Requirement for N on Unicode literals

Requirement for N on Unicode literals

Post by Ti » Mon, 21 Jan 2002 07:40:00



Article INF: Unicode String Constants in SQL Server Require N Prefix
(Q239530) argues "This notation is necessary to provide backward
compatibility with existing applications. For example, "SELECT
'Hello'" must continue to return a non-Unicode string because many
applications will expect the behavior of SQL Server 6.5, which did not
support Unicode data; the new syntax "SELECT N'Hello'" has been added
to allow the passing of Unicode strings to and from SQL Server 7.0. "

What was the use of NCHAR, NVARCHAR and NTEXT columns in 6.5?

The SQL standards requirement of the N prefix seems to be completely
redundant. The database process knows the character set of the client
(source) and the database column and can convert as required.

- Tim

 
 
 

Requirement for N on Unicode literals

Post by Erland Sommarsko » Tue, 22 Jan 2002 08:19:08



> Article INF: Unicode String Constants in SQL Server Require N Prefix
> (Q239530) argues "This notation is necessary to provide backward
> compatibility with existing applications. For example, "SELECT
> 'Hello'" must continue to return a non-Unicode string because many
> applications will expect the behavior of SQL Server 6.5, which did not
> support Unicode data; the new syntax "SELECT N'Hello'" has been added
> to allow the passing of Unicode strings to and from SQL Server 7.0. "

> What was the use of NCHAR, NVARCHAR and NTEXT columns in 6.5?

> The SQL standards requirement of the N prefix seems to be completely
> redundant. The database process knows the character set of the client
> (source) and the database column and can convert as required.

I believe that N'' is ANSI.

As for the RDBMS knowing the client character set, it's a quite broad
statement to make: it should cover Sybase, SQL Server, Oracle, Ocelot
all alike.

But let's constrain ourselves to SQL Server. Does SQL Server always know
what the client is capable of handling? I don't think so. Sure, if a
client using DB-Library, or ODBC < 3.70, SQL Server knows that this
client is not able to understand Unicode, so SQL Server will convert.

But the client could be running on a machine where MDAC 2.6 is installed.
However, the code which is calling ODBC/OLE-DB is legacy code which
does not handle Unicode. If SQL Server would pass 'Hello' as
0x480065006C006C006F00 to the client library, the application would
probably stop at the first NUL byte.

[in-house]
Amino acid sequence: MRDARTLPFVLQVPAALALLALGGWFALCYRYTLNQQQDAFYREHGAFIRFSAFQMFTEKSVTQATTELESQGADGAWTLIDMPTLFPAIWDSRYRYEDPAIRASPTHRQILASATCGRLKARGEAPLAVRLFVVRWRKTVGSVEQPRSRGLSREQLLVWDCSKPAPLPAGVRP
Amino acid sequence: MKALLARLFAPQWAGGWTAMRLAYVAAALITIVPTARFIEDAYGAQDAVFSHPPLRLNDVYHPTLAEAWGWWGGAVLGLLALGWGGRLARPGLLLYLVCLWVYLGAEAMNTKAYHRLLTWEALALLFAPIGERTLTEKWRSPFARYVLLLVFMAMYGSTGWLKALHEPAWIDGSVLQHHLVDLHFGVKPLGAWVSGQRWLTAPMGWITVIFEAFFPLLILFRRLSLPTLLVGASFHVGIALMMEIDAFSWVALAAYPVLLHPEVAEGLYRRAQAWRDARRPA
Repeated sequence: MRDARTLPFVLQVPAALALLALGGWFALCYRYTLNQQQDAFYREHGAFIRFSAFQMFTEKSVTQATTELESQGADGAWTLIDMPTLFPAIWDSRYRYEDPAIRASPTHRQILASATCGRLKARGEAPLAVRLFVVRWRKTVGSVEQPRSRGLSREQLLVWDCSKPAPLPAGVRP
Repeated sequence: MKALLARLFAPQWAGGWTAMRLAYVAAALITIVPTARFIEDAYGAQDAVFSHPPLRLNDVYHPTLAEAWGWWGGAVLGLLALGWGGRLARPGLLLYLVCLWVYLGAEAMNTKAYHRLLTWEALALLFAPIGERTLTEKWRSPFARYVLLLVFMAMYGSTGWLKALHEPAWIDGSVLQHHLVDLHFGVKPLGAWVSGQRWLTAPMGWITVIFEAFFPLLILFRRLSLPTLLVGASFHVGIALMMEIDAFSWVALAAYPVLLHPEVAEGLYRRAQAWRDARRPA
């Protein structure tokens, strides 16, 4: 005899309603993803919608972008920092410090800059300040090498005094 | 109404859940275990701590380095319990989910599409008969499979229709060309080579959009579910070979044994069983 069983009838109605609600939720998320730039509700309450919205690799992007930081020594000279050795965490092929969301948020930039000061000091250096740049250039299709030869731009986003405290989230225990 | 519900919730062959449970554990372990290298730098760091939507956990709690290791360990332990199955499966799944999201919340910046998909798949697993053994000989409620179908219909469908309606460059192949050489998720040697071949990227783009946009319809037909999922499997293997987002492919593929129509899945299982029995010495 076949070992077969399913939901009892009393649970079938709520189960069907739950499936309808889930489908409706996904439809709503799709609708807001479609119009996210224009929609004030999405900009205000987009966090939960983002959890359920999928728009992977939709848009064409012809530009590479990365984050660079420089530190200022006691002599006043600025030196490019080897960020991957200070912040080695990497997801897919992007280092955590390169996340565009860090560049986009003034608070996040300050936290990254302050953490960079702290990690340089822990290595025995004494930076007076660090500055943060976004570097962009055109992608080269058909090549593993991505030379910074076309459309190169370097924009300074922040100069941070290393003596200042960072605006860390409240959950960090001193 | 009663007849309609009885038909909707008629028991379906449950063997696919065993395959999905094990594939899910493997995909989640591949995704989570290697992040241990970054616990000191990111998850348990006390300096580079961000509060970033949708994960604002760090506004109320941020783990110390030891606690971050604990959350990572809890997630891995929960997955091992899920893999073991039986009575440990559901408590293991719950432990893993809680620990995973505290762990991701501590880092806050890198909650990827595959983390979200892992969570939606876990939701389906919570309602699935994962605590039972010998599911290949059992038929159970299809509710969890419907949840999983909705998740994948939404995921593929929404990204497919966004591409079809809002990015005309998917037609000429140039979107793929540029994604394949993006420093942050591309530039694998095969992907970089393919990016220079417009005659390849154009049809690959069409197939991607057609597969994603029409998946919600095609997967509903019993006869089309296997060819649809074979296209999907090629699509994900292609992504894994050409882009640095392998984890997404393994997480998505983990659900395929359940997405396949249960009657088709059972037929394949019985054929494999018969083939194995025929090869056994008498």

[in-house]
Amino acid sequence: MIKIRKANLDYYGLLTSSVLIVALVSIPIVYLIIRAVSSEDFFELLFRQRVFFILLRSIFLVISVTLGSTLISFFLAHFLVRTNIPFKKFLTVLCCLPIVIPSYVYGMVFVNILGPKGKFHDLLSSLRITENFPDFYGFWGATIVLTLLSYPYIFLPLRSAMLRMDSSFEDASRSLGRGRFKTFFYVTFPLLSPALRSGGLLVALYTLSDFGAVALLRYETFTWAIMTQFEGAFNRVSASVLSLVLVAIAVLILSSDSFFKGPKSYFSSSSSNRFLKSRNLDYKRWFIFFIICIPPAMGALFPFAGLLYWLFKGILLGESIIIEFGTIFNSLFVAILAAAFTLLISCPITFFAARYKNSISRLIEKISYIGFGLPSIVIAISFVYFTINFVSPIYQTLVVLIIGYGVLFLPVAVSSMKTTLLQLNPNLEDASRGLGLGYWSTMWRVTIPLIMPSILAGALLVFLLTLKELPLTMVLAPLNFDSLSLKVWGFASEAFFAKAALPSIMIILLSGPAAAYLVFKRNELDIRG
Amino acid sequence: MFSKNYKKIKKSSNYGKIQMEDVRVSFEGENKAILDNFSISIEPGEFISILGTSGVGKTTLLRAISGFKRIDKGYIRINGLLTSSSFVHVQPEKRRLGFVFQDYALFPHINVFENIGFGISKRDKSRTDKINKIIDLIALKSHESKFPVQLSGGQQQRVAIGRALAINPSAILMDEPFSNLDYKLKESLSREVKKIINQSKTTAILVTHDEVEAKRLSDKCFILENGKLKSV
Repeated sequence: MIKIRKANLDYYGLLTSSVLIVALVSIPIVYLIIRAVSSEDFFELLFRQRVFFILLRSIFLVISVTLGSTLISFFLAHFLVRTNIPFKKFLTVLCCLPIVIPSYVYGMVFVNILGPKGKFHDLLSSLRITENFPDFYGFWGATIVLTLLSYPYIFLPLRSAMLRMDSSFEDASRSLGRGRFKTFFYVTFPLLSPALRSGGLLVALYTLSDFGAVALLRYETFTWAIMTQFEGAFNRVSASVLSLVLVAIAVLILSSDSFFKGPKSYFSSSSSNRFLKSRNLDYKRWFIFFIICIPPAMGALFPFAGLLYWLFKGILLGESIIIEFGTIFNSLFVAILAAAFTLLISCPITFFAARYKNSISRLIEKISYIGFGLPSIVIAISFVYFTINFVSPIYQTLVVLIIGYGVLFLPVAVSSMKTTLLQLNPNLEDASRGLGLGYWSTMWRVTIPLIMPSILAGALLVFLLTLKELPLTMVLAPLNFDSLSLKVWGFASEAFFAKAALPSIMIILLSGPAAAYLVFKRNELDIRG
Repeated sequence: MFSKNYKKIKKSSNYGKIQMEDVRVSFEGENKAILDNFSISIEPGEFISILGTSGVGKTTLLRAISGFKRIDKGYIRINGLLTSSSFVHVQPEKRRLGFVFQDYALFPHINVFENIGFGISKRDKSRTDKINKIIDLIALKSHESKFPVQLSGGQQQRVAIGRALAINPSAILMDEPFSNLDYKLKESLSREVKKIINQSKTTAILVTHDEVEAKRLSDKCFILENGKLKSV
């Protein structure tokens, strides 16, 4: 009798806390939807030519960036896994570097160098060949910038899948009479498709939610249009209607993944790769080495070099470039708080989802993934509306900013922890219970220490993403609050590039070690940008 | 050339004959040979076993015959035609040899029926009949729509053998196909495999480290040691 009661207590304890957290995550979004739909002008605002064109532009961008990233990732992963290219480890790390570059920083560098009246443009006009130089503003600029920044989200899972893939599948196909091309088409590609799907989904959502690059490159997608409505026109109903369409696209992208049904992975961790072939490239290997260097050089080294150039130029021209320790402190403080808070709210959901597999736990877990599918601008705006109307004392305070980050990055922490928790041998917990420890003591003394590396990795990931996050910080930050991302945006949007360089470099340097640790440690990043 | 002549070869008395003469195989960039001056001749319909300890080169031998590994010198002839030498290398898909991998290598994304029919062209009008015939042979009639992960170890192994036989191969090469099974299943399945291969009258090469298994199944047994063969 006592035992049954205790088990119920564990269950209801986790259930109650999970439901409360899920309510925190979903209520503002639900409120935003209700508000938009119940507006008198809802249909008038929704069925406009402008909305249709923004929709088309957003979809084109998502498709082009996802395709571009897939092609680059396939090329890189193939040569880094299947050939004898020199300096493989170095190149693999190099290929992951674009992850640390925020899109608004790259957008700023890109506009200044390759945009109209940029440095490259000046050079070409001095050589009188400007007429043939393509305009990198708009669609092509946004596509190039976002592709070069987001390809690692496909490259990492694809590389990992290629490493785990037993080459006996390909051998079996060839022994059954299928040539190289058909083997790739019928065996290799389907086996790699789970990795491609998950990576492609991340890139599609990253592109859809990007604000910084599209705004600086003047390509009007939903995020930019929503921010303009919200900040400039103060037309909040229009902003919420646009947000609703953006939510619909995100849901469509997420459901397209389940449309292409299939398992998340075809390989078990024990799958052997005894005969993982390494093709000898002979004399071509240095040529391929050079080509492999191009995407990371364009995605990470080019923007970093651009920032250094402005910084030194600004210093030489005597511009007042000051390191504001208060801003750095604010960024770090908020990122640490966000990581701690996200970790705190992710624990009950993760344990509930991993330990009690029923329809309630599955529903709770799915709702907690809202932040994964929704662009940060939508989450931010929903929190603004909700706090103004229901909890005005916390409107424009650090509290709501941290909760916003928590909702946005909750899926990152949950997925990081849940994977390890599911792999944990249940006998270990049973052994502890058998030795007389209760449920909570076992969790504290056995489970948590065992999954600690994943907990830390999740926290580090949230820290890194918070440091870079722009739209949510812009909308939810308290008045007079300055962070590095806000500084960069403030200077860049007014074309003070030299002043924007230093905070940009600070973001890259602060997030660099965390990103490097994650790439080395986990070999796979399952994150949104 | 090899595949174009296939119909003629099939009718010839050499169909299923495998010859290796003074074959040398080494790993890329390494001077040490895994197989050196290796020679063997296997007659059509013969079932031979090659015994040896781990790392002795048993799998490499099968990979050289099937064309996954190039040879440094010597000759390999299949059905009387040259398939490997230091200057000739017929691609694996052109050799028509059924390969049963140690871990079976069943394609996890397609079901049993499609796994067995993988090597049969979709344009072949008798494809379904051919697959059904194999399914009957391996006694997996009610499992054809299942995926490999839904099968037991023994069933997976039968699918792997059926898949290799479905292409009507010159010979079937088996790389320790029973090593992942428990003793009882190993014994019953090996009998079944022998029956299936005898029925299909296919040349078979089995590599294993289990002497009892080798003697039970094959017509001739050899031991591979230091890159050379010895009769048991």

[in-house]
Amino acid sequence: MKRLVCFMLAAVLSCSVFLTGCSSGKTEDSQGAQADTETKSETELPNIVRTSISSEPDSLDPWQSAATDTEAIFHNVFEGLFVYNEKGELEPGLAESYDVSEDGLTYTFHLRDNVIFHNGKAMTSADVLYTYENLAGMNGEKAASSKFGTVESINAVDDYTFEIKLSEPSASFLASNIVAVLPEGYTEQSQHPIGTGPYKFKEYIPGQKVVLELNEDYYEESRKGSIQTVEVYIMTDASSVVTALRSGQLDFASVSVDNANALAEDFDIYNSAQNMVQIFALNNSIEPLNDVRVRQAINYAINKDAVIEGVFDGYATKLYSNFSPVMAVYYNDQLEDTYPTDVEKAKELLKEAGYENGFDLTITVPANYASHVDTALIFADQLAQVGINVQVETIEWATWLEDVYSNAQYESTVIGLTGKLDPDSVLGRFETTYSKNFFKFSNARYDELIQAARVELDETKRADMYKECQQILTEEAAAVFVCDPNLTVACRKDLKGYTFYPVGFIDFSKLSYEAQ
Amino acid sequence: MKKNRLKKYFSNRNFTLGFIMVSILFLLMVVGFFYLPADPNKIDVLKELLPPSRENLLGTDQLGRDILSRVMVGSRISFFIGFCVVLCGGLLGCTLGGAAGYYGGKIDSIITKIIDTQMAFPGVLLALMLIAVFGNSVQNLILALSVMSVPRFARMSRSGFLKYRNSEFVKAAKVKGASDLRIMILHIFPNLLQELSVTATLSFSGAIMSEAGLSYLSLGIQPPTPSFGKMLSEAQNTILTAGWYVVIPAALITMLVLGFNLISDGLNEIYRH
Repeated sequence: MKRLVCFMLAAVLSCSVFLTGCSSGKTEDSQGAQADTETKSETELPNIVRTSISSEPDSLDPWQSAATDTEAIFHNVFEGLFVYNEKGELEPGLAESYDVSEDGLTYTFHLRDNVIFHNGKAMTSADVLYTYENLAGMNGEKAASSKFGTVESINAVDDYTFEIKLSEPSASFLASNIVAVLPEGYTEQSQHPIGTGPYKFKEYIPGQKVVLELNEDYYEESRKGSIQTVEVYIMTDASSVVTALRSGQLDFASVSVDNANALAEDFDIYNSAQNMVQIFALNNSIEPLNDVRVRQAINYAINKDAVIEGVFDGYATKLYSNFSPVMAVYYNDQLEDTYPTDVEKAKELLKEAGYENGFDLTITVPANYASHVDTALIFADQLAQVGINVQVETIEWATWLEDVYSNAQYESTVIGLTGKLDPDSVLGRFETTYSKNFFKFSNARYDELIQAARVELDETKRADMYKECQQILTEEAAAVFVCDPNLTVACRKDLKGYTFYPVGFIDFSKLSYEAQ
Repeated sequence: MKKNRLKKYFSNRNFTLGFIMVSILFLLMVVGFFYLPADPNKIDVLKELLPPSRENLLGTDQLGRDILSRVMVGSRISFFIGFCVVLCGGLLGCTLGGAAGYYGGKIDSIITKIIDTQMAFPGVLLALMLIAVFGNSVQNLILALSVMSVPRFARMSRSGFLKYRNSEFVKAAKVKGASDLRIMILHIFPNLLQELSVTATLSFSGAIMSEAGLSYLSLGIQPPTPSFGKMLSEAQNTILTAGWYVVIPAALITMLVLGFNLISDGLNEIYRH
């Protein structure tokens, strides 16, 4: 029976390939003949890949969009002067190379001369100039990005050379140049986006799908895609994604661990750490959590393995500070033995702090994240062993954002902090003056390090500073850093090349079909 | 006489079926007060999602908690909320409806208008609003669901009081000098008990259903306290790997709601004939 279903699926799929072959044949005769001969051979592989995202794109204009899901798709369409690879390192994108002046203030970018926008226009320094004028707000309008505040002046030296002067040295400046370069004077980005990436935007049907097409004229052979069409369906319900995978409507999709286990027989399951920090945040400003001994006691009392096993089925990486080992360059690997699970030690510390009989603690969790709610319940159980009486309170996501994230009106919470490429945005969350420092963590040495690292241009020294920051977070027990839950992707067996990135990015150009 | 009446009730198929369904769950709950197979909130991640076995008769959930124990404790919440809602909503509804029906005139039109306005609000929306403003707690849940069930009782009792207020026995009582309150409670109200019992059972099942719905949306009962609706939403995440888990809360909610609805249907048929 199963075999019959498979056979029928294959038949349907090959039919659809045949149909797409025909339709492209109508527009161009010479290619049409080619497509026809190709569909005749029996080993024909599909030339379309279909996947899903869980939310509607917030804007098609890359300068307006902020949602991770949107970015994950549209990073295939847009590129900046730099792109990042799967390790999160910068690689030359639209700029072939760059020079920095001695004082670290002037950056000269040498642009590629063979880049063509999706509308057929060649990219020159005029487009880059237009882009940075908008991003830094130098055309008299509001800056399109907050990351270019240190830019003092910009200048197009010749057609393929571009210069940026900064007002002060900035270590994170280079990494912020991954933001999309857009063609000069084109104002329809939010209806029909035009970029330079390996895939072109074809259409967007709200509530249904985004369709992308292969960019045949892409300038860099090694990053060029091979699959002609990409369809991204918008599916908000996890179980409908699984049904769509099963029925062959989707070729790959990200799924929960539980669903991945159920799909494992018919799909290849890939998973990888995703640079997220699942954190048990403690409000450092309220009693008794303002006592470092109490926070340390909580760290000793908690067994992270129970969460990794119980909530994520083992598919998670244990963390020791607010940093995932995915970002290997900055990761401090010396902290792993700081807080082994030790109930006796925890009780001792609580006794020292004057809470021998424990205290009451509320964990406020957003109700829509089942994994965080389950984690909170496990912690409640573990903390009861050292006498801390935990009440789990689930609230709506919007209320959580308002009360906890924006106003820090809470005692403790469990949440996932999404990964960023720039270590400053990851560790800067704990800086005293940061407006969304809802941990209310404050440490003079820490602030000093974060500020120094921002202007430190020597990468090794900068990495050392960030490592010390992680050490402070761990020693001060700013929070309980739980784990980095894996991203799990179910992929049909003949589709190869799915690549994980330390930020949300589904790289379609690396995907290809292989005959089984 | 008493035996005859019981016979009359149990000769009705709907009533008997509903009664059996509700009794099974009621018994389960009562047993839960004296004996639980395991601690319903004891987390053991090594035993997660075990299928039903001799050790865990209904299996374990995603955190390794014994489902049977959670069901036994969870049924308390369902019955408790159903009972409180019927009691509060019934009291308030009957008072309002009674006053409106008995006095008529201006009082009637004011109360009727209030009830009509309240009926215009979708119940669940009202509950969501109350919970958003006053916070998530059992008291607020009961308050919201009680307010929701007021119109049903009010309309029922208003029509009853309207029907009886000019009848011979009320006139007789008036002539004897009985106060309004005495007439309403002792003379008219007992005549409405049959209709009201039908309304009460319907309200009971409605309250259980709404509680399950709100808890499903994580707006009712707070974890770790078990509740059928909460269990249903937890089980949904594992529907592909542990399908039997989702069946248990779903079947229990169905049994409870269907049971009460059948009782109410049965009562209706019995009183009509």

--
Erland Sommarskog, Abaris AB

SQL Server MVP

 
 
 

Requirement for N on Unicode literals

Post by Bart Duncan [M » Wed, 23 Jan 2002 02:23:11


For what it's worth, the use of the N prefix to designate a literal as
type nchar/nvarchar is part of the ANSI spec, and other database vendors
handle nchar/nvarchar types in a similar way.  I agree that it is not
immediately obvious why the N prefix is needed but Erland's comments are
right on target.  Without the N prefix the server has no way of knowing
whether the client is expecting a wide char (Unicode) or single-byte
output.  Suppose a developer allocated a 5 byte buffer to hold the output
of "SELECT 'Hello'".  If this query suddenly started returning a 10-byte
WCHAR string instead of a 5-byte char string, the buffer would be overrun
and the likely result would be access violations or heap corruption in
the client application.  

And there are some other reasons why this syntax is necessary.  A set of
string sorting/comparison rules for a non-Unicode code page that has, in
most cases, less than 255 characters isn't very useful when you need to
compare two Unicode strings which may contain any of tens of thousands of
different characters.  For this reason, different sets of rules are
needed for Unicode string comparisons vs non-Unicode string comparisons.  
For example, for backwards compatibility a DBA might configure his server
to provide a legacy SQL sort order for non-Unicode strings but use a more
robust Windows collation for Unicode data.  SQL needs to know whether a
string literal should be internally typed as Unicode or non-Unicode so it
knows what string comparison rules should come into play.  

    if 'abc' = 'ABC' print 'equal' else print 'not equal'

Suppose you had a SQL 7.0 instance with a case-sensitive Unicode
collation but a case-insensitive non-Unicode sort order.  In this case,
if SQL decides to treat these strings as Unicode they result would be